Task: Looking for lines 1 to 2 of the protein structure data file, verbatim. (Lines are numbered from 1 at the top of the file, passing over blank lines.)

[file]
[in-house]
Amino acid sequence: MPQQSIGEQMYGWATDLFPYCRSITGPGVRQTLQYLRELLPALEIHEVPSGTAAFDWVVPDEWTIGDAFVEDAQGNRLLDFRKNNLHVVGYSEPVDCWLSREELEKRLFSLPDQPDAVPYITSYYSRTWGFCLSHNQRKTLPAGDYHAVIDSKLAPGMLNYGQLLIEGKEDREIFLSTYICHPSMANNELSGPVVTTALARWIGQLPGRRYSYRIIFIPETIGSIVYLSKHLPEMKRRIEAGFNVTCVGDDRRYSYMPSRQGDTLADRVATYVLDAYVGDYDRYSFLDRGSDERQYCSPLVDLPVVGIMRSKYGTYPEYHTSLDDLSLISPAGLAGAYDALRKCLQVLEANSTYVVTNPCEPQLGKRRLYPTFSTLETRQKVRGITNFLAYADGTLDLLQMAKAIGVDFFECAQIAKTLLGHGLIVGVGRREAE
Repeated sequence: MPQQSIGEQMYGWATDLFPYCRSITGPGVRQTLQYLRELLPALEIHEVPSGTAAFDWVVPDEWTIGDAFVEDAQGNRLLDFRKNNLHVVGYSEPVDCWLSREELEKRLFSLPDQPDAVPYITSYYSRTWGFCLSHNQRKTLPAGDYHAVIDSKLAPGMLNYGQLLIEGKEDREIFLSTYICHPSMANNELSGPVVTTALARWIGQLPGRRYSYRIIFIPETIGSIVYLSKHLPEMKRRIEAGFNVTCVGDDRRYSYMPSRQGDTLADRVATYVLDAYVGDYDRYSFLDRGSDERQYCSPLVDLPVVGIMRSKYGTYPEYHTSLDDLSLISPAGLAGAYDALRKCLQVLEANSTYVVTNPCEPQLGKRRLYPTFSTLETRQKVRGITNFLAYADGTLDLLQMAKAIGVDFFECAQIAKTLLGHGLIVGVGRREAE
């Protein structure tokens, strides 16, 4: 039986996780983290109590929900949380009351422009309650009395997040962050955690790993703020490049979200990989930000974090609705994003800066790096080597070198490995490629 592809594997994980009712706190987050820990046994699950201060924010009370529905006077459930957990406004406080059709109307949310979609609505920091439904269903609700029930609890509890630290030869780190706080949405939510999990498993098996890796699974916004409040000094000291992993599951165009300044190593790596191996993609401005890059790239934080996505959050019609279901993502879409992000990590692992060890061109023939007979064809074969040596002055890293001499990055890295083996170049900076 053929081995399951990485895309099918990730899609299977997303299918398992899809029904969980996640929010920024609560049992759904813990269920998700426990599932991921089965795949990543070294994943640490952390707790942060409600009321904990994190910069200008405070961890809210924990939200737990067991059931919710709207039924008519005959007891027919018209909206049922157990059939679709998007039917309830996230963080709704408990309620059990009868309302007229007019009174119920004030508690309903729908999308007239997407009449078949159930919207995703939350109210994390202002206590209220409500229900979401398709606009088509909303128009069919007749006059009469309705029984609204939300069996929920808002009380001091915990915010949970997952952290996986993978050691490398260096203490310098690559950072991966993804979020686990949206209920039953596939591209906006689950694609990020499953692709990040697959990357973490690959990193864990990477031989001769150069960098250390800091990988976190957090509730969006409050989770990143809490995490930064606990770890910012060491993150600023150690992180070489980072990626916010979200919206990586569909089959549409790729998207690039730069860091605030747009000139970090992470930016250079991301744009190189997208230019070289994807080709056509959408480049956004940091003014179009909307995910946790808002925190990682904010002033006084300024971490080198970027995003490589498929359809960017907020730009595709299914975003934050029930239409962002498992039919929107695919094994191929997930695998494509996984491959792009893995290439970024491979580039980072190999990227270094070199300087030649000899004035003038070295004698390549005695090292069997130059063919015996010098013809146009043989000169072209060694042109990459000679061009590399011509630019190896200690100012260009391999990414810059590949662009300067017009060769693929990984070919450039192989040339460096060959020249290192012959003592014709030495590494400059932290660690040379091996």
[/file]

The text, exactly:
[in-house]
Amino acid sequence: MPQQSIGEQMYGWATDLFPYCRSITGPGVRQTLQYLRELLPALEIHEVPSGTAAFDWVVPDEWTIGDAFVEDAQGNRLLDFRKNNLHVVGYSEPVDCWLSREELEKRLFSLPDQPDAVPYITSYYSRTWGFCLSHNQRKTLPAGDYHAVIDSKLAPGMLNYGQLLIEGKEDREIFLSTYICHPSMANNELSGPVVTTALARWIGQLPGRRYSYRIIFIPETIGSIVYLSKHLPEMKRRIEAGFNVTCVGDDRRYSYMPSRQGDTLADRVATYVLDAYVGDYDRYSFLDRGSDERQYCSPLVDLPVVGIMRSKYGTYPEYHTSLDDLSLISPAGLAGAYDALRKCLQVLEANSTYVVTNPCEPQLGKRRLYPTFSTLETRQKVRGITNFLAYADGTLDLLQMAKAIGVDFFECAQIAKTLLGHGLIVGVGRREAE